No matter what Bruce achieves, though, throughout The Dark Knight Trilogy, the anger never goes away. This leads him to act unpleasantly to those who care about him; notably, his butler, Alfred. While this does not make Bruce a likeable person, the audience understands him and why he behaves as he does.
3 – Make Him Bitter
The third of the ten ways to create the ultimate anti-hero is to make him bitter. Like anger, bitterness is not generally seen as an admirable or likeable characteristic. (In general, one would rather not spend time with people who are bitter, as they tend to be miserable gits.)
Nonetheless, when considering writing anti-heroes, if writers wish to make a POV character an embittered soul, they can use this characteristic to great effect.
Example – Glokta Dan Sand
Throughout Joe Abercrombie’s The First Law trilogy, Glokta is a man full of resentment and deep cynicism. Where once he was a dashing soldier, now he is a cripple who makes a living working for the Inquisition. (In other words, he ‘interrogates’ people into confession.)
Glokta is in constant pain, hates his life, and imposes his resentment and misery upon those he tortures. While one may wonder how this could make for a spellbinding character, it should be noted that Glokta is cuttingly humorous, cunning, extremely intelligent, and highly politically astute.
All of which ensures that he not only stays one step ahead of his enemies, but entraps them to get what he wants. In turn, this makes the audience want to read the next Glokta chapter.
4 – Make Him A Sociopath
The fourth of the ten ways on how to create the ultimate anti-hero is to make him a sociopath. This is because no-one, to the best of my knowledge, wants to be known as a sociopath. Indeed, nobody that I am aware of describes themselves as one either.
The term ‘sociopath’ has negative social connotations because it means that a person is incapable of feeling empathy for another living being. However, because sociopaths have no empathy for others, this enables them to succeed in an unscrupulous way that conscientious people cannot do.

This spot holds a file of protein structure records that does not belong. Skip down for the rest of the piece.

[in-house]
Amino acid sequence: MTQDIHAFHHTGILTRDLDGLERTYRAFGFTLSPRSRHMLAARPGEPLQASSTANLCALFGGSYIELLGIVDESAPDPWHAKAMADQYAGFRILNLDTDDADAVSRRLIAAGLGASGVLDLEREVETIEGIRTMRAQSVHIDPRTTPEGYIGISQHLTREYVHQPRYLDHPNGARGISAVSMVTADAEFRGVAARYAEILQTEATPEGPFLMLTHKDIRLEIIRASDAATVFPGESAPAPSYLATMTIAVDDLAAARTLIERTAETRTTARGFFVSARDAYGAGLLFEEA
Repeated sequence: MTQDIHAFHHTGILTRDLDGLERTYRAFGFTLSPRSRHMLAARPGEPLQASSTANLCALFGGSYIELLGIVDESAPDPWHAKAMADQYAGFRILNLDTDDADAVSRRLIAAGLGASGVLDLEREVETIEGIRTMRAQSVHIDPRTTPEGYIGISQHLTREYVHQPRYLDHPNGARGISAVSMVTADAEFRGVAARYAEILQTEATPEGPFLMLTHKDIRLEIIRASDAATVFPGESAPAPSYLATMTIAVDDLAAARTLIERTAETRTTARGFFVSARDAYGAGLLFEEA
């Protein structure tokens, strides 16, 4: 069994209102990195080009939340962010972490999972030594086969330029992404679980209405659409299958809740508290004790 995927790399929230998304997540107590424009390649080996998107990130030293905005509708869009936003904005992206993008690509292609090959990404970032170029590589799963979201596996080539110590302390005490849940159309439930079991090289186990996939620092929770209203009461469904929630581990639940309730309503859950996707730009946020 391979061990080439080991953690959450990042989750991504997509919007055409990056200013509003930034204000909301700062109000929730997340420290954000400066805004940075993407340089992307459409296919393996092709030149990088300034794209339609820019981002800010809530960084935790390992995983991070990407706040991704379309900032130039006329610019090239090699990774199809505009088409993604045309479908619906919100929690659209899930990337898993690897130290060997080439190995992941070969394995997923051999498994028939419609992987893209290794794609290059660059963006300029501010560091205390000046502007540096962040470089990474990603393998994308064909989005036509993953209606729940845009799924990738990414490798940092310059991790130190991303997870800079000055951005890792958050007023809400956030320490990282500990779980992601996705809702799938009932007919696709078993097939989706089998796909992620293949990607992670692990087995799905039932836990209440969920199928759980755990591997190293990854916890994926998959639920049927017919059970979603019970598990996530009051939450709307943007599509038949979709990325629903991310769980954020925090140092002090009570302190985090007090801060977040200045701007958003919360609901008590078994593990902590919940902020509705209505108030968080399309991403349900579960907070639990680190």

Example 1 – Roland Deschain
Roland Deschain, the anti-hero of Stephen King’s epic Dark Tower saga, desires to reach the Dark Tower at all costs. He is willing to sacrifice anyone, even those he claims to love, to reach it.
In The Gunslinger, the first of seven instalments, a situation arises where Roland is forced to choose between turning around to save the boy, Jake, or getting answers from his nemesis, Walter/The Man In Black, in order to reach the tower. This is when we see Roland’s true colours as he chooses the latter and lets Jake fall to his death.
Roland’s decision sets the tone for the rest of the series. While his choice does not make him trustworthy, likeable or admirable as a person, the audience respects his drive and determination to achieve his goal.
Example 2 – Alain from Rust & Bone
Not all sociopaths, though, have a great desire to achieve a goal, like Roland does. It is plausible to have a sociopath who is just an everyday, run-of-the-mill individual, who just happens to have no empathy for others; for instance, Matthias Schoenaerts’ character (Alain) in the French 2012 drama, Rust And Bone.
Alain is a sociopath in the film. In fact, he is a scumbag, who enjoys picking fights and who cares for no-one. When he is not fighting, he treats others either indifferently or rudely. This includes his sister, who he (selfishly) decides to live with, despite her having money problems and a shortage of space in her home.
Yet, in spite of all of Alain’s anti-social traits, he has one redeeming quality: he treats Stephanie (Marion Cotillard) humanly after she suffers a horrific accident at work in which she loses both her legs. Does he do this out of love? It is doubtful due to his casual attitude towards sex, the fact that he doesn’t tell her that he has a son until quite late into their relationship, and the fact that he leaves town without bothering to tell her.
Still, the way Alain treats Stephanie shows another side of him and it revives Stephanie’s spirits, which is a joy to see. (Plus, it makes the audience think that Alain has a chance of being a better human being if he just worked on himself.)
5 – Make Him A Psychopath
The fifth of the ten ways to create the ultimate anti-hero is by making him a psychopath. If being a sociopath weren’t bad enough, being a psychopath is a wrung or two down on the badness ladder. It is incredibly difficult (in real life and in fiction/fantasy) to empathise with someone who not only feels no empathy, but who kills people with intent.